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OSHA's Site Specific Targeting Plans are Back and Based on E-reporting!

OSHA issued a new Site Specific Targeting (SST) Plan effective October 16, 2018.  Unlike prior versions, this new SST Plan utilizes the 2016 300A data that many employers electronically submitted in December 2017.  The new SST Plan is, therefore, dubbed the SST-16.

The SST is Federal OSHA's main method of scheduling programmed comprehensive ("wall-to-wall") inspections.  The SST will be used to select and schedule programmed inspections for non-construction employers with 20 or more employees.  OSHA, however, also schedules programmed inspections based on its nine (9) National Emphasis Programs (NEP) and approximately 100 Regional and Local Emphasis Programs (REP/LEP).  These programmed inspections are in addition to unprogrammed inspections triggered by reports of fatalities, hospitalizations, reports of certain serious injuries and employee complaints.

State OSHA Plans are required to have their own "core inspection procedure" and must submit notice within 60 days of their intention to either adopt the SST or that they already have in place a targeting plan.

Establishments will be selected for the SST list if they have an undefined "elevated" DART Rate.  DART stands for Days Away, Restricted or Transferred.  OSHA will include a sampling of "High Rate" establishments, divided 50/50 between manufacturing and non-manufacturing.  The list will also include a random sample of "non-responders" or establishments that did not electronically submit their 300A.  And, for quality assurance purposes, the list will also include a random sample of "Low -Rate" establishments.

OSHA Area Offices must utilize the SST software to create inspection "cycles" or short term inspection lists supposedly customized to that Area Office.  Some establishments will be exempted, deferred or deleted from the cycle list.  For example, office only establishments will be deleted from the list.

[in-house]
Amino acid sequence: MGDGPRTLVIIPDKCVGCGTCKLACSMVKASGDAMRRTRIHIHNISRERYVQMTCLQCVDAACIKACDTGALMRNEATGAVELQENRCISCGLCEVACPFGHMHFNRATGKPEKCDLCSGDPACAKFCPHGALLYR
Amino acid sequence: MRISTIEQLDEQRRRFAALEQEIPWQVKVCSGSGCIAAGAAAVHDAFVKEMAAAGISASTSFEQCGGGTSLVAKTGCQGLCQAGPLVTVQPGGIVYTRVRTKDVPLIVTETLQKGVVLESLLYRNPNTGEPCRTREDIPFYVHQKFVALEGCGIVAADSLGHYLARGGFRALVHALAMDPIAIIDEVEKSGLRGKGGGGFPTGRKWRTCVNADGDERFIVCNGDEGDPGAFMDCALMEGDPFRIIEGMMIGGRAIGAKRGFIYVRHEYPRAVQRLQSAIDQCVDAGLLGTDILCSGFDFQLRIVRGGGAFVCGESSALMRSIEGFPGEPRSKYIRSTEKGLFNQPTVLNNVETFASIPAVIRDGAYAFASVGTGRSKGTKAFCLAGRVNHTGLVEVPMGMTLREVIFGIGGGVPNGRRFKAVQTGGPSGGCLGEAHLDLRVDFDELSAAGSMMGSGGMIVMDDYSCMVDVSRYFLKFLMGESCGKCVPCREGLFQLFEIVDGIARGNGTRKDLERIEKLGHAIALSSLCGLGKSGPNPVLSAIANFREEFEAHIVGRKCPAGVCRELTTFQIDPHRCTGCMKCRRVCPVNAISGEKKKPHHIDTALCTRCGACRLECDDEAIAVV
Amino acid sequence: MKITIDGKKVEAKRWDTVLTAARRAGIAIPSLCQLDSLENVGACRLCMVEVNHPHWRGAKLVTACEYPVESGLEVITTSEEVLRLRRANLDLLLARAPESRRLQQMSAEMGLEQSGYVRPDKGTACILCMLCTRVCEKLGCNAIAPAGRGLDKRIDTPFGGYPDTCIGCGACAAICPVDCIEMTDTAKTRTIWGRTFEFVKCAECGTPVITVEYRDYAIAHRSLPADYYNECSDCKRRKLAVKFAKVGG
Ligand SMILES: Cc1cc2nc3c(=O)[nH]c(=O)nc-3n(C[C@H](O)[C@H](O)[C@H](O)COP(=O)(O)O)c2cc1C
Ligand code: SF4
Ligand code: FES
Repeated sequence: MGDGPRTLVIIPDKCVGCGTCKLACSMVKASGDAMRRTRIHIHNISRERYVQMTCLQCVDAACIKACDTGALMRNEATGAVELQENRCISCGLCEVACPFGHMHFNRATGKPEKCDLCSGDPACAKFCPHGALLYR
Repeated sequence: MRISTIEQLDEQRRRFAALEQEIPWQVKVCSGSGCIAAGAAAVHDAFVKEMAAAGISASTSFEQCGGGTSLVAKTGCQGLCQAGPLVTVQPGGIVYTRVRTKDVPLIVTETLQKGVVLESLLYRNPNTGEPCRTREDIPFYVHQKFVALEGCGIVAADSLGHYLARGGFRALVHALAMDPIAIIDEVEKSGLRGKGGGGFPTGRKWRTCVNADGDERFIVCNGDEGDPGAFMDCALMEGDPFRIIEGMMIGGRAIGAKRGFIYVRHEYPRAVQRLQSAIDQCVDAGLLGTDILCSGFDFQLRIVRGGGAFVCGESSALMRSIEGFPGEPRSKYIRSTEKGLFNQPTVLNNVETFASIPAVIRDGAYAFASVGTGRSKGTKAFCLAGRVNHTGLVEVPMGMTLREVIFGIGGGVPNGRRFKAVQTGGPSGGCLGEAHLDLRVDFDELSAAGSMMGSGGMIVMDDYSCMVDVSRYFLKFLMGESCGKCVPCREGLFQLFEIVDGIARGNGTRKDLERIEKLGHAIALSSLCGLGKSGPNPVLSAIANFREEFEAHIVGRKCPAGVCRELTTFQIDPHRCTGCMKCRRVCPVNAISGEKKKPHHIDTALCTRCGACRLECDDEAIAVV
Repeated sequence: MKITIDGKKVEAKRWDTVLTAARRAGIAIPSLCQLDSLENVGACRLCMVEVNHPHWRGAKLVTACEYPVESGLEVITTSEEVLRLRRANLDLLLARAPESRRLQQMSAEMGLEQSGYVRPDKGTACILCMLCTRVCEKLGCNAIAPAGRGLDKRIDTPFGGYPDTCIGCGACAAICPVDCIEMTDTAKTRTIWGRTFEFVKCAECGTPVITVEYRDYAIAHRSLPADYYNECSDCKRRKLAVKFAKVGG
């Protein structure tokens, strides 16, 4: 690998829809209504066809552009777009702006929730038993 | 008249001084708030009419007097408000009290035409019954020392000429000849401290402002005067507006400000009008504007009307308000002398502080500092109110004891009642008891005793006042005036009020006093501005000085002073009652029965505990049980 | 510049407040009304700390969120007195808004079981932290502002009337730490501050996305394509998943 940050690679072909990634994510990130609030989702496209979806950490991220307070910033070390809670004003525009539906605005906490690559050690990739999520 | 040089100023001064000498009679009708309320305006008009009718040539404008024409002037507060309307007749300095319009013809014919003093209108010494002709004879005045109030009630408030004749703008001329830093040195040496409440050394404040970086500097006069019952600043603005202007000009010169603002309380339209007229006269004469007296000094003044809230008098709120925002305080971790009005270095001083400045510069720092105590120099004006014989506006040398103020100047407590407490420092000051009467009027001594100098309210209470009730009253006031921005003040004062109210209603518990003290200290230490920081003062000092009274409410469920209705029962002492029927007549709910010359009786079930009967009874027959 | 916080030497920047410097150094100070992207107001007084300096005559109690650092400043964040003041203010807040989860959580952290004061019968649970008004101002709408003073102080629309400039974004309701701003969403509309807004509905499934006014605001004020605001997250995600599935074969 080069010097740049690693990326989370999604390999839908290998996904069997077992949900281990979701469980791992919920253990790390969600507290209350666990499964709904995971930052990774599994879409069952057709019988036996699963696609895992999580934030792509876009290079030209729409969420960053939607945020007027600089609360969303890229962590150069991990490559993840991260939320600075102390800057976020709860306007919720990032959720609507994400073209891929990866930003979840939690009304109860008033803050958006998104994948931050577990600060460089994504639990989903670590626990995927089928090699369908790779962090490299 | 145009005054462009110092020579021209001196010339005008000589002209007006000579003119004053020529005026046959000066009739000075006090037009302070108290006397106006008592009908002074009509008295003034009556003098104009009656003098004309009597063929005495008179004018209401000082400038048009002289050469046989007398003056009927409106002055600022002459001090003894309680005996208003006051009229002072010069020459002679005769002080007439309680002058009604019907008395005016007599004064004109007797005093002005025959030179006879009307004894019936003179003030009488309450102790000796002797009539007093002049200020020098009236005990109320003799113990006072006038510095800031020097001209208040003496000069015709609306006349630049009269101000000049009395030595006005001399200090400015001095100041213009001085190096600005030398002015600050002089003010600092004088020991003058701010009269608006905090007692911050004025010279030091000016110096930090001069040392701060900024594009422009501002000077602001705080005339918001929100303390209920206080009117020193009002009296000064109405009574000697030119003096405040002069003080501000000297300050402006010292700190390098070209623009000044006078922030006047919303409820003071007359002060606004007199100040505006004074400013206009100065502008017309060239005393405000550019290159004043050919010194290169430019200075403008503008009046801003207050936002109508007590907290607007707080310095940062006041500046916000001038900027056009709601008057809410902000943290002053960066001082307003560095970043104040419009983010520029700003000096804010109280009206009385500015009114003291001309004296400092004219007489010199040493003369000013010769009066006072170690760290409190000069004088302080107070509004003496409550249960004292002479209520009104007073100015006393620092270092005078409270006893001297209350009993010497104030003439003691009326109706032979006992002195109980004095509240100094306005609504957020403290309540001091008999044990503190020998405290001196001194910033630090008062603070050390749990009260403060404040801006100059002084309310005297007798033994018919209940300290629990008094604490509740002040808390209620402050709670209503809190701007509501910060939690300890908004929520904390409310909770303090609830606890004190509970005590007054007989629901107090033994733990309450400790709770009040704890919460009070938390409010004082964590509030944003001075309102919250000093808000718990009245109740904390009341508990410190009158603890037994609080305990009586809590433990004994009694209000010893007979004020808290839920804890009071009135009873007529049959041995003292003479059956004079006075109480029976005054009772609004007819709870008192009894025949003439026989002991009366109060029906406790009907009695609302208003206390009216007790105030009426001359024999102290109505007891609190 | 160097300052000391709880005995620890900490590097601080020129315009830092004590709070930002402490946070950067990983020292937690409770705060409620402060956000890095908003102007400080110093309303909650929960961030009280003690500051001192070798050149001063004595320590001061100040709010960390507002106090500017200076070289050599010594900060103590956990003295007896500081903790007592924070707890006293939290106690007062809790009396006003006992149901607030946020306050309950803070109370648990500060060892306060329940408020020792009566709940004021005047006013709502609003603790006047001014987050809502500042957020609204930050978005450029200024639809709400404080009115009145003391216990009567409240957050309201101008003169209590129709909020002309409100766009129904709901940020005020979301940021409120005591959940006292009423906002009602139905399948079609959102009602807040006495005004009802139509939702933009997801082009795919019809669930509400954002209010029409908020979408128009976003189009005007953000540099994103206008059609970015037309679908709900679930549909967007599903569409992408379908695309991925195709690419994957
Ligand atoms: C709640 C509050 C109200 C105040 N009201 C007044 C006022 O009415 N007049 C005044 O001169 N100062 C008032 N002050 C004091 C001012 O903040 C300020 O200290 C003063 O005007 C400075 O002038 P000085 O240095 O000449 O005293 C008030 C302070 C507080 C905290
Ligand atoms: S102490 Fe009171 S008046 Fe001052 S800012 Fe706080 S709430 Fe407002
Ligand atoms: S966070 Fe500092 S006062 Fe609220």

Deferrals may be granted for establishments that are current participants in the SHARP, VPP or On-site Consultation programs.  The deferrals can range from 75 to 90 days.  If, however, the establishment is an approved SHARP or VPP site, it will be deleted from the list.  An establishments may also be deleted from the list if it has received a comprehensive inspection within the last 36 months or is a public sector employer. Establishments in the SVEP (Severe Violators Enforcement Program) will not be deferred or deleted from the list. 

OSHA will still give priority to unprogrammed inspections (fatalities, hospitalizations and employee complaints).  If , however, an establishment is selected for an unprogrammed inspection or emphasis program inspection, and is also on the SST list, then OSHA can conduct both, either concurrently or separately.

Finally, those establishments that did not electronically submit their 300A reports, dubbed by OSHA to be "non-responders," will receive additional attention regarding recordkeeping, likely including citations for failing to electronically submit.

So, another reason to reduce those DART injuries, as they can come back to haunt you years later in the form of an SST programmed inspection.

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